This article presents research2 conducted as part of the European Commission funded Horizon2020 DAFNE (Decision-Analytic Framework to explore the water-energy-food NExus in complex and trans-boundary water resources systems of fast-growing developing countries) project. The project developed a Decision Analytic Framework (DAF) to support stakeholders in effectively managing shared (transboundary) water resources. The DAF is an integrated decision support tool which is informed by a bio-physical modeling component (hydrological and environmental models), as well as a socio-anthropologic modeling component (modeling social, economic and institutional developments). The latter set of models includes four separate models which account for different aspects of the socio-ecological interactions within the WEF nexus. These are models of:

• Economic Development (Stochastic Game Model)

• Environmental Policy (Model of Legal Principles and Norms)

• Demographic, Cultural and Social Development (Systems Dynamics Model)

• Water Governance Principles (Law/Policy Classification and Expectation Matrix)

The socio-anthropologic models examined within this paper are centered around the behavior and interactions of the human actors within the ecosystem, and explore the human responses to environmental stimuli as well as the influence of the human agent on the development of the system. Furthermore, they explore the constraints imposed by policy, regulation and the roles of the institutional structures which govern the interactions of the various actors in the context of the WEF nexus. This paper focuses on these socio-anthropologic models, conceptualizing a theoretical approach toward harmonizing model outputs within an integrated framework. It provides a broad overview of the four individual socio-anthropologic models, as each of the models are examined in detail within other publications (Koundouri et al., 2017; Lautze et al., 2017; Lautze and Mukuyu, 2019; Lumosi et al., 2019; Scholz et al., 2019; Yihdego and Gibson, 2020). The article then proceeds to outline a unifying sustainable development framework for the integration of the four models, by mapping their relationships and providing an analytical description of the system of the interrelated models. Finally, the paper elaborates on the connections (input and feedback) between the socio-anthropologic models and the other WEF Nexus analytical tools developed by the project; including the bio-physical models and the broader DAF.

Modeling the Anthropological Sphere of the WEF Nexus

The first step toward analyzing the anthropological sphere of the WEF Nexus, and indeed any WEF nexus analysis is the identification of the system boundaries; be that river basin, watershed, national or regional boarders etc. In the case of the DAFNE project, the models are developed in the context of two transboundary river basins in southern and eastern Africa, considering the international implications of the various WEF nexus issues. While the economic and social models are distinctive in their scope, the environmental policy and governance models share a thematic focus. The latter set of models are complementary; the environmental model aims to identify the extent to which relevant laws and policies of riparian countries consider and address critical environmental issues (proposing ways in which responses to environmental issues can be improved), while the governance model focuses on the application of these laws within the context of global and regional frameworks. Furthermore, while the environmental policy model strictly addresses legislation relating to the environment, the governance model considers broader themes to do with how states carry out processes (harmonization of national laws and developmental strategies and approaches) developed to manage water resources in the context of WEF nexus-related activities.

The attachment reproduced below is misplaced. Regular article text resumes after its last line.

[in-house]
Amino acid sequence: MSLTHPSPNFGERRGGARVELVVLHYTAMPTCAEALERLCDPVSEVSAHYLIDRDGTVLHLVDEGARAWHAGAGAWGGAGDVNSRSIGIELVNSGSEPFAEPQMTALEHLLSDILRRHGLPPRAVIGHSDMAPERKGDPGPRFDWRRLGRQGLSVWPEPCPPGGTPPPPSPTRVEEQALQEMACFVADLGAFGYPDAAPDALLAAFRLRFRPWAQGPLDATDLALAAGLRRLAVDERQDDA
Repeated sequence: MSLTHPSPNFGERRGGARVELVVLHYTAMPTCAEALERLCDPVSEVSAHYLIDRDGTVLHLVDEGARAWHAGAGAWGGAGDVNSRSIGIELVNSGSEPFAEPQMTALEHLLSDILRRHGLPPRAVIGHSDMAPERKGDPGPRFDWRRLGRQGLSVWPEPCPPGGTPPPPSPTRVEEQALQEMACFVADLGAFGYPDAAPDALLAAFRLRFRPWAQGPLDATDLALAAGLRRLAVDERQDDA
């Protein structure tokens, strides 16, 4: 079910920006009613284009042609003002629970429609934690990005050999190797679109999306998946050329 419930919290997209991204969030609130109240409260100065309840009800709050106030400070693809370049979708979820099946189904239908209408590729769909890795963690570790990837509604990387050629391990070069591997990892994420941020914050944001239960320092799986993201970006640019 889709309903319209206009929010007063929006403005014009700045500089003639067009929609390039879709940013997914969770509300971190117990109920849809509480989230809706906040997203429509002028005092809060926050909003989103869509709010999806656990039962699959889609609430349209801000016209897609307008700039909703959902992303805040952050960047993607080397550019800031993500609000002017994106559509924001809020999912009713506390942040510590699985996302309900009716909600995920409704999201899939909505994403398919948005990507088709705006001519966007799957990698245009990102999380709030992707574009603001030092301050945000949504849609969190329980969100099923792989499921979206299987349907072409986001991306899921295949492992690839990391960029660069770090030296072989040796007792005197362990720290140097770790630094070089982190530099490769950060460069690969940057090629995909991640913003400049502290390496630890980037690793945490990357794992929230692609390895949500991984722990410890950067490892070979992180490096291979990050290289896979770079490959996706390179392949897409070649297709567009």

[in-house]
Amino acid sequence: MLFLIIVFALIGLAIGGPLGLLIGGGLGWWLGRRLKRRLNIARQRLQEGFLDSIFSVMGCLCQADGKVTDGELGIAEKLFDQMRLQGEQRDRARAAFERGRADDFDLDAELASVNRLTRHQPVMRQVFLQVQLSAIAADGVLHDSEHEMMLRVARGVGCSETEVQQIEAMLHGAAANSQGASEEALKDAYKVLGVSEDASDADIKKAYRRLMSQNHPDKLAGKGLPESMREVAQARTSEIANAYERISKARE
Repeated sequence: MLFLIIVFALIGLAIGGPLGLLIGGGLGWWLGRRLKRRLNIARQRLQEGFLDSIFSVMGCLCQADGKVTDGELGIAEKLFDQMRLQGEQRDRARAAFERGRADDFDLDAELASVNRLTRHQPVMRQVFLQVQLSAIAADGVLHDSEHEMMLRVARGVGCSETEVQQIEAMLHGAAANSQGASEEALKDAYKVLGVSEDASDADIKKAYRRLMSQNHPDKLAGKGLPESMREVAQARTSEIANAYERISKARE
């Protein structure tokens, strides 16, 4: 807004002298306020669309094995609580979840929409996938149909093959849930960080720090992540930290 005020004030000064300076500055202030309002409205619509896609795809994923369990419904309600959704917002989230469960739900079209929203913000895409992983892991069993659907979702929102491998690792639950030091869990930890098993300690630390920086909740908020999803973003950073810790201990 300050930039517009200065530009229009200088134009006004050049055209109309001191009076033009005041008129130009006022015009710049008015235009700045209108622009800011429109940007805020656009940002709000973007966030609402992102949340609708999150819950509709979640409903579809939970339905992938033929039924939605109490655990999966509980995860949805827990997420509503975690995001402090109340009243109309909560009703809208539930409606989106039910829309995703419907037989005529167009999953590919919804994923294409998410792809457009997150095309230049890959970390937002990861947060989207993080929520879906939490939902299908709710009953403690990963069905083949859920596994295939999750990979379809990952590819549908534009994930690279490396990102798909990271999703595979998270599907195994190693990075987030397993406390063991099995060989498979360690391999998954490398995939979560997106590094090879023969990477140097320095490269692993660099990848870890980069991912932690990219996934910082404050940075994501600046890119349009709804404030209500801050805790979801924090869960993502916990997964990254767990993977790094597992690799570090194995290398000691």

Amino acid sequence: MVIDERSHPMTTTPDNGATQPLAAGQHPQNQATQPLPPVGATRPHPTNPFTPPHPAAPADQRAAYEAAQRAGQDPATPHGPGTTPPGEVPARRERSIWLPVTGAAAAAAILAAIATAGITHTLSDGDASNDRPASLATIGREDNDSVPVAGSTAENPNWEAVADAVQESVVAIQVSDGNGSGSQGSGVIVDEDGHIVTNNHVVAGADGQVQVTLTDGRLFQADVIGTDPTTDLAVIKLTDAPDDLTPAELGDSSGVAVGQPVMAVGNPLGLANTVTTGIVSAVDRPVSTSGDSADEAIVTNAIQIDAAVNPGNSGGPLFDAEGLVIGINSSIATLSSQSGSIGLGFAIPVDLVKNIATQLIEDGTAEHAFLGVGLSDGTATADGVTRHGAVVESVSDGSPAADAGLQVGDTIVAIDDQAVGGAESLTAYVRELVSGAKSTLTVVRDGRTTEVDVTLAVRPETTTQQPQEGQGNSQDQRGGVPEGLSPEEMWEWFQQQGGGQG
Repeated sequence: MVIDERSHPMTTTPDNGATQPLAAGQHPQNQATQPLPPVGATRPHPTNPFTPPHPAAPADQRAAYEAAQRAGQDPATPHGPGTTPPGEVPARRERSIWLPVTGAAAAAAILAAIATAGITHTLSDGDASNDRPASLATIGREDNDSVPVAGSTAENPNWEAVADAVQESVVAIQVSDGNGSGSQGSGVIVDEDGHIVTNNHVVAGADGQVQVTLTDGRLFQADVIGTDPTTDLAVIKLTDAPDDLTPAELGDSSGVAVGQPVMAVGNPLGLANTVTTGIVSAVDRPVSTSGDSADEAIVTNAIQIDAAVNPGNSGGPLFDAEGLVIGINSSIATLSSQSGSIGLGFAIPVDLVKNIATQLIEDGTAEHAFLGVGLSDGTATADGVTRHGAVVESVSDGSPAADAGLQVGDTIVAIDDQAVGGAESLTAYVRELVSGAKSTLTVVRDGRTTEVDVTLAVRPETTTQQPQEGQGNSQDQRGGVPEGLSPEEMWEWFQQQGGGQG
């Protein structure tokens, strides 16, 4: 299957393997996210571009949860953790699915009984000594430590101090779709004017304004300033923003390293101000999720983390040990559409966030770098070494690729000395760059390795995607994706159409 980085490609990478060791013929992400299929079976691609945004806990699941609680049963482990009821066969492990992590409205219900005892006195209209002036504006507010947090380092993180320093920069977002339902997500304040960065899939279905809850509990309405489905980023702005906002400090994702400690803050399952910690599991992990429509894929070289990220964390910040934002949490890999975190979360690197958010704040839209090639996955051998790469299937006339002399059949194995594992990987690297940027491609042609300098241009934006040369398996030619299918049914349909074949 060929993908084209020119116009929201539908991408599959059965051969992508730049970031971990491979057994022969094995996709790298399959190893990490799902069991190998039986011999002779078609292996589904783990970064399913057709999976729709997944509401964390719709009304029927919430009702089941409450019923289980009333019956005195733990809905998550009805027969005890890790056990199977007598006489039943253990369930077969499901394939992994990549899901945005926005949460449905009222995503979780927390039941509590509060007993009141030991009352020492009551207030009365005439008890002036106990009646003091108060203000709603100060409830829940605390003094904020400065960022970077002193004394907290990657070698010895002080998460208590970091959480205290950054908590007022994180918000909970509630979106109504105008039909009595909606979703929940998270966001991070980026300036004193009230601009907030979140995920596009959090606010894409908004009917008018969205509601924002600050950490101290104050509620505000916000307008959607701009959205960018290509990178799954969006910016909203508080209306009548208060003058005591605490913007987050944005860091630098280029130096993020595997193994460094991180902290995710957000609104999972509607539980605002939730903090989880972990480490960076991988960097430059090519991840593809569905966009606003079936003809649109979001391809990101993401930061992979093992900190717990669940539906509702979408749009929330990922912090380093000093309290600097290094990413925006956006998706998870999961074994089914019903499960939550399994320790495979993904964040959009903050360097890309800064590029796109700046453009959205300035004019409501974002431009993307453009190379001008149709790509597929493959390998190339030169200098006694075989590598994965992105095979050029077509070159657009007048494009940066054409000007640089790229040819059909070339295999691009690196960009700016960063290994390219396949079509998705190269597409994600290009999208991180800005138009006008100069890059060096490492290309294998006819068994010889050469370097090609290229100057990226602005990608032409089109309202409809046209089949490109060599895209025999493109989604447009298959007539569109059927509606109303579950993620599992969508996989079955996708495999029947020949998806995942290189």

The first model is the economic development model, the objective of which is to describe the economic development of the riparian region, describing the use of water and its value to the functioning of the economy (Koundouri et al., 2017). From energy production to sanitation, hygiene, and food production, water plays a crucial role in the development of a nation as a whole. Therefore, water is central to such a model, given that all parts of an economy utilize water whether directly or indirectly. The model of economic development is formulated as a Stochastic Game Model in a transboundary setting (Kim et al., 1989; Bhaduri et al., 2011) produced from a WEF Nexus perspective, and takes into consideration the Total Economic Value (TEV) of water. As multiple countries share water resources, the likelihood of conflicts over the allocation of water resources increases; particularly with the effects of climate change (Homer-Dixon, 1999; Barnes, 2009; Miguel and Satyanath, 2011; Koundouri and Papadaki, 2020). Thus, the model aims to identify the optimal economic development pathways and their dependence on water resource availability. The model takes into consideration the key WEF-related economic sectors within the river basin countries, namely: